Thursday, September 16, 2004



Dan Froomkin points to this article in the New York Times.


U.S. Intelligence Shows Pessimism on Iraq's Future


WASHINGTON, Sept. 15 - A classified National Intelligence Estimate prepared for President Bush in late July spells out a dark assessment of prospects for Iraq, government officials said Wednesday.

The estimate outlines three possibilities for Iraq through the end of 2005, with the worst case being developments that could lead to civil war, the officials said. The most favorable outcome described is an Iraq whose stability would remain tenuous in political, economic and security terms.

"There's a significant amount of pessimism," said one government official who has read the document, which runs about 50 pages. The officials declined to discuss the key judgments - concise, carefully written statements of intelligence analysts' conclusions - included in the document.

The intelligence estimate, the first on Iraq since October 2002, was prepared by the National Intelligence Council and was approved by the National Foreign Intelligence Board under John E. McLaughlin, the acting director of central intelligence. Such estimates can be requested by the White House or Congress, but this one was initiated by the intelligence council under George J. Tenet, who stepped down as director of central intelligence on July 9, the government officials said.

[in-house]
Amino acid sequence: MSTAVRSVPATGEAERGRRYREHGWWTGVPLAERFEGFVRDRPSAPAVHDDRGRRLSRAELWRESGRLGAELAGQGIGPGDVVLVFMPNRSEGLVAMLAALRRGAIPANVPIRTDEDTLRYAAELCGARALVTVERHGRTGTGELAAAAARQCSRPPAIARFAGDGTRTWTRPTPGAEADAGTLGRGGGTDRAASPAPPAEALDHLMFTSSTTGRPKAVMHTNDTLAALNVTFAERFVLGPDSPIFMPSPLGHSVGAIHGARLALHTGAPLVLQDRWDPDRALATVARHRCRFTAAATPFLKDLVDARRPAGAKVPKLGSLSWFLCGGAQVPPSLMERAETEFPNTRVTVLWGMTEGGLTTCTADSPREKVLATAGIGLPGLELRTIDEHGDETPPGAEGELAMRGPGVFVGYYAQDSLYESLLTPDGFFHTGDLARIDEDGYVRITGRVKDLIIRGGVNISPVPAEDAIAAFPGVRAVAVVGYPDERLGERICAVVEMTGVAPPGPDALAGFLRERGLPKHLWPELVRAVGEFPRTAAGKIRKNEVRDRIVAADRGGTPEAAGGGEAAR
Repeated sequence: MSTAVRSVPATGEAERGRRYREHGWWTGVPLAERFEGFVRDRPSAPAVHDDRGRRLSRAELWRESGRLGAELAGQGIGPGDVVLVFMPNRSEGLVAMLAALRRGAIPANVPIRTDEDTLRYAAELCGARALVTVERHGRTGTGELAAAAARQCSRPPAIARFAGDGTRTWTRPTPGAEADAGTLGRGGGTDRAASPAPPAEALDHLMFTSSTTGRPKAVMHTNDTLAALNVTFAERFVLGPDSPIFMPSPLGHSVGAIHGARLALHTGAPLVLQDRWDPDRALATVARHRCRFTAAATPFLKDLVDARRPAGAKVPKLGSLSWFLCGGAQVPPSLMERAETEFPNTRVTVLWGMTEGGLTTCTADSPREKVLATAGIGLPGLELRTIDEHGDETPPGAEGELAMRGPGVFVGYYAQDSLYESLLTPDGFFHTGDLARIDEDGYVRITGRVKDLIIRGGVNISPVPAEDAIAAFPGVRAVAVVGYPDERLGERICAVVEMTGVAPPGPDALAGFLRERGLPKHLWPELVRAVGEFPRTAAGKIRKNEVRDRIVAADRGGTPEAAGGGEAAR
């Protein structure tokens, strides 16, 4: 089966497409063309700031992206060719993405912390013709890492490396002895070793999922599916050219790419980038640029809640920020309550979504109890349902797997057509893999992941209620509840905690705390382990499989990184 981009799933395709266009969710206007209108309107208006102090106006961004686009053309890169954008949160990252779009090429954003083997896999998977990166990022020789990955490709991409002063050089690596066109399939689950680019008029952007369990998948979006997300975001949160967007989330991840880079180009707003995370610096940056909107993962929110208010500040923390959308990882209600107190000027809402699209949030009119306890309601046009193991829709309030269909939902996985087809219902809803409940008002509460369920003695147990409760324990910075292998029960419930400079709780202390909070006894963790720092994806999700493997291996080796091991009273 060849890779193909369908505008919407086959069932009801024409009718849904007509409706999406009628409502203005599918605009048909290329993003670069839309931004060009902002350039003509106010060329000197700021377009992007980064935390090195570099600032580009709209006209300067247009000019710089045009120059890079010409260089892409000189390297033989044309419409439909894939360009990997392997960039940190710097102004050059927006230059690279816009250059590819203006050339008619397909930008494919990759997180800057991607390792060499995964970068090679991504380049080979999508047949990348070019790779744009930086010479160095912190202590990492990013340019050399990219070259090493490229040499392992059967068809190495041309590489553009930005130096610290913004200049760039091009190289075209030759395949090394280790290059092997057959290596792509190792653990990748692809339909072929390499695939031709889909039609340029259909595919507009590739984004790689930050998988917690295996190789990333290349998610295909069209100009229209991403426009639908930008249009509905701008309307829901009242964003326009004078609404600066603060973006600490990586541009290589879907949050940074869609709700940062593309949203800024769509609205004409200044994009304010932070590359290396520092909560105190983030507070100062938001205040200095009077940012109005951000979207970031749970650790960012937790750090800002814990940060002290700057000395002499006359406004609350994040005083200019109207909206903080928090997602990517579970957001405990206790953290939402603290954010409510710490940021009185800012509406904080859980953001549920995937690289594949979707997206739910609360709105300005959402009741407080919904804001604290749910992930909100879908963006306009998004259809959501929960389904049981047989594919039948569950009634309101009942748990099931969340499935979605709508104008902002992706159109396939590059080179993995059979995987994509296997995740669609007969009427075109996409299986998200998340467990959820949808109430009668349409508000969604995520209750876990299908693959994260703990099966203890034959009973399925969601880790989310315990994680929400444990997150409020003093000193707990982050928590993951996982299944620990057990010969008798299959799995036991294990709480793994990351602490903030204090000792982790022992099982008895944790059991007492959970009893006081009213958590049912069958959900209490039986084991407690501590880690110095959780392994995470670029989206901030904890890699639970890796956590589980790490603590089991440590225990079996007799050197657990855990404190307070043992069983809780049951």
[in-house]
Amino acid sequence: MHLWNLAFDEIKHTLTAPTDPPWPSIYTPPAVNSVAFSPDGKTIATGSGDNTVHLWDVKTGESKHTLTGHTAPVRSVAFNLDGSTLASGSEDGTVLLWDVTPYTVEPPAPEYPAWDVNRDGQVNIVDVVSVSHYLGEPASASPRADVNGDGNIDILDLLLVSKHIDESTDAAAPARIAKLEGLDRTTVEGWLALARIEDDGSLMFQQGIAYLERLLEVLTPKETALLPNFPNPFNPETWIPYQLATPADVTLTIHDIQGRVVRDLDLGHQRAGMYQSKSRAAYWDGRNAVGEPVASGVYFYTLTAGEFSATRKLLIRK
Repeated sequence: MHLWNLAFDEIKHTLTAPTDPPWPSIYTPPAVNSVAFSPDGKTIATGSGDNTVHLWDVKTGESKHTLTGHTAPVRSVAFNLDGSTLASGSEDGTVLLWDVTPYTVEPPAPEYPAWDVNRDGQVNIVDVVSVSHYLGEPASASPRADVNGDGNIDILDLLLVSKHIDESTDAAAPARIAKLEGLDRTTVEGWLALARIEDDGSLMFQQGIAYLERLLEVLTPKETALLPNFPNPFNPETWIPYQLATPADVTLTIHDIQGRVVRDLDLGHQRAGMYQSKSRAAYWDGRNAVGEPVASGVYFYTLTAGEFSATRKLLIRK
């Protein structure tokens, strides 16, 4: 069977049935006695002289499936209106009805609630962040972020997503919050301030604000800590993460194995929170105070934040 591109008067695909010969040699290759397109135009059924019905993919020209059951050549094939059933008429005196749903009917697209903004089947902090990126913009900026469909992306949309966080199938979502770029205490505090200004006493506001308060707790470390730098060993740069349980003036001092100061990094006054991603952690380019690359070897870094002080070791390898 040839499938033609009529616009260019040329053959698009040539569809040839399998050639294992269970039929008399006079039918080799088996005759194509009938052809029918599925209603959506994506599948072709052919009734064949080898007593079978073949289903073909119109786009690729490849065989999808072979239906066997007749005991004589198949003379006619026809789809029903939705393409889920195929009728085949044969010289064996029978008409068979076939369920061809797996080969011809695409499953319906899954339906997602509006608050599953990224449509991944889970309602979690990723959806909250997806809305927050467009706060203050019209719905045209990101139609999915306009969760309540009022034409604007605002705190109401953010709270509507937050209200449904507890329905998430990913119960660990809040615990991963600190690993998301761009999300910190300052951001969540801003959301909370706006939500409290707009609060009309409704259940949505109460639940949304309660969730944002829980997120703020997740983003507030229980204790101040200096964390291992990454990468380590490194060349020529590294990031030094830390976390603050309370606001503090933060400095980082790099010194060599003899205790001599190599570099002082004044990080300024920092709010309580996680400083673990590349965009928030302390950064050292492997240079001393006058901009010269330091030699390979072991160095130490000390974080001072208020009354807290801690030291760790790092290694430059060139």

The new estimate by the National Intelligence Council was approved at a meeting in July by Mr. [John E.] McLaughlin and the heads of the other intelligence agencies, the officials said.

Its pessimistic conclusions were reached even before the recent worsening of the security situation in Iraq, which has included a sharp increase in attacks on American troops and in deaths of Iraqi civilians as well as resistance fighters. Like the new National Intelligence Estimate, the assessments completed in January 2003 were prepared by the National Intelligence Council, which is led by Robert Hutchings and reports to the director of central intelligence. The council is charged with reflecting the consensus of the intelligence agencies. The January 2003 assessments were not formal National Intelligence Estimates, however, which means they were probably not formally approved by the intelligence chiefs.

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